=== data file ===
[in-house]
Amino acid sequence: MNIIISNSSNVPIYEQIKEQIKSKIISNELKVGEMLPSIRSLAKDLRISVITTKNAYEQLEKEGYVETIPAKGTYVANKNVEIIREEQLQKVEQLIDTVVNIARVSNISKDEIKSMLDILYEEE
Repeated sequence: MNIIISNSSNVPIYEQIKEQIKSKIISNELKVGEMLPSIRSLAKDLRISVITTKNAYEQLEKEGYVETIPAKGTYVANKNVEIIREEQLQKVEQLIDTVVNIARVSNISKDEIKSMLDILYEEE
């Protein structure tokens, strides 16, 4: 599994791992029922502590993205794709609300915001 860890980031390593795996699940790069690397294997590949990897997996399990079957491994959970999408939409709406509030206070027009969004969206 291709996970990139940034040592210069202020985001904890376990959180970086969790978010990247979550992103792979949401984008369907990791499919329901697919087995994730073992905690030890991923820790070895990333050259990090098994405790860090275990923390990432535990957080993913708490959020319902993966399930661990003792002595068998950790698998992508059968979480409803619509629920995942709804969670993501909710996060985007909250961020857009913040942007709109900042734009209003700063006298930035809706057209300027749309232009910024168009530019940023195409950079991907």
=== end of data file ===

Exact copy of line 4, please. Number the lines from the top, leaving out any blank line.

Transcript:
């Protein structure tokens, strides 16, 4: 599994791992029922502590993205794709609300915001 860890980031390593795996699940790069690397294997590949990897997996399990079957491994959970999408939409709406509030206070027009969004969206 291709996970990139940034040592210069202020985001904890376990959180970086969790978010990247979550992103792979949401984008369907990791499919329901697919087995994730073992905690030890991923820790070895990333050259990090098994405790860090275990923390990432535990957080993913708490959020319902993966399930661990003792002595068998950790698998992508059968979480409803619509629920995942709804969670993501909710996060985007909250961020857009913040942007709109900042734009209003700063006298930035809706057209300027749309232009910024168009530019940023195409950079991907």